In case you didn’t visit the Dev Portal this week, there’s a new mini-site worth flipping through:
Hopefully this facelift presages attempts to address the not-so simmering frustration out there:
For all but a few developers, the App Store itself now resembles a lottery: for every breakout hit like Candy Crush, hundreds or even thousands of apps languish in obscurity…
Essentially, there’s a massive oversupply of apps, and the app markets are now saturated and suffering from neglect and short-term thinking by the companies who operate them…
But the truth is, even if Apple gave indie developers everything they wanted, it wouldn’t matter much over the long term…
People don’t pay for functionality, at least not anymore. They do pay for content and services, but they don’t pay for functionality…
My take: I don’t think the App Stores are broken; I think they’re doing exactly what Apple wants them to, because Apple’s interest is in supporting the corporate app developers and the larger studio developers…
Et cetera. Perhaps we’ve already had a trial balloon for one of those presaged attempts; if so, it went over … poorly.
- “It’s downright embarrassing that App Store search is still so bad…”
- “They need to de-crappify the Store…”
- “Apple has done some dumb things in the company’s history, but this stands out as particularly stupid…”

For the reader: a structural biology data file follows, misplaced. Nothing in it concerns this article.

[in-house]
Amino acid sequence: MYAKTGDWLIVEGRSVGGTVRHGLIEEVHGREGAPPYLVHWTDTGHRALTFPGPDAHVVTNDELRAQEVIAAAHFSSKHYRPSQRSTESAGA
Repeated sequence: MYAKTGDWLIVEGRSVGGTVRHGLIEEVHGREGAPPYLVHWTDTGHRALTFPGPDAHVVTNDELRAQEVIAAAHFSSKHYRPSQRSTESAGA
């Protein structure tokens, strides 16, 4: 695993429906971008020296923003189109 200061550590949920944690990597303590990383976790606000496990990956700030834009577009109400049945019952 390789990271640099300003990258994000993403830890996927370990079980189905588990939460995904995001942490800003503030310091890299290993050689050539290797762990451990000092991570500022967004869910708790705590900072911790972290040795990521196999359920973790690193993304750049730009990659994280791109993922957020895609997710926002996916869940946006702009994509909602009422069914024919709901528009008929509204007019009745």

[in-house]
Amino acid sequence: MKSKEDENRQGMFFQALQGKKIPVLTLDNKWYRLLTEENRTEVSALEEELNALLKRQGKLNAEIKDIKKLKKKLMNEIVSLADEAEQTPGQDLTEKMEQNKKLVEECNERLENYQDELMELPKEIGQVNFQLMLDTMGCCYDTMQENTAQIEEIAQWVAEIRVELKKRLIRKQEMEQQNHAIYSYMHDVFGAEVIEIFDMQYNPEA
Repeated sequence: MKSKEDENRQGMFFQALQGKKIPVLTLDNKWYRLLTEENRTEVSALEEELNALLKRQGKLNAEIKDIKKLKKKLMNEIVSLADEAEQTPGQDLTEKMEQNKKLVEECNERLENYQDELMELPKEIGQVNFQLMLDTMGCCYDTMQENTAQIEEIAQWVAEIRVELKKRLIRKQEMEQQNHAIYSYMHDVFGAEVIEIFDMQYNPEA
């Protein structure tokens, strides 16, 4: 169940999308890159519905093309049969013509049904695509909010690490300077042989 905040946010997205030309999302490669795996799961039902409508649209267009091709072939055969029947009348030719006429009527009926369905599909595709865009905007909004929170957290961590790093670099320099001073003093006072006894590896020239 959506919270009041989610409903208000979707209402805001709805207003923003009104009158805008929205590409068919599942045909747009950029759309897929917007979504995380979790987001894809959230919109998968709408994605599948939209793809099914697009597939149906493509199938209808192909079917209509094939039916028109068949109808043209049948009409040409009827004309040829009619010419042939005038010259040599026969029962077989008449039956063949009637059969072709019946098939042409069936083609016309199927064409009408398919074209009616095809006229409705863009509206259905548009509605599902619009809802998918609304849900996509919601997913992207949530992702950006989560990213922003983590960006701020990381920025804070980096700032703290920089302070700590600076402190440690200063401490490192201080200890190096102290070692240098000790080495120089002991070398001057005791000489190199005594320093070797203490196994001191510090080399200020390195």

- “Why wasn’t search already better?”
- “would exacerbate much of the App Store’s dysfunction…”
Well, that’s kinda a downer of a post so far, isn’t it. So let’s pick it up a bit with this inspiring manifesto:
- 2.26 million downloads in under two years (free and paid combined).
- #1 game in the US for 18 days straight (20 days overall).
- 26,859 ratings of which 23,833 are 5-stars (4.73 average rating)…
Long list of Do’s and Don’ts for developing, marketing getting featured, and making sustainable income. Read them!
Now that you’re all fired up, for massive collections of marketing resources check out:
App Marketing Stack: “A Curated Directory of Tools & Resources on App Marketing and Mobile Growth.”
ios-marketing-resources: “Awesome list of iOS app branding/marketing tools.”
And finally, whether you’re indie or not, handling marketing or not, no doubt a bane of your App Store development is the review process, ’tis it not? Besides Apple’s new Guidelines page mentioned up at the top, here’s some more help:
Under the Radar #21: App Store Rejection – “Tips on avoiding rejections by Apple’s app-review staff and what to do when your app get rejected.”
App Store Review Guidelines History: An annotated list of all changes to the Review Guidelines back to 2014.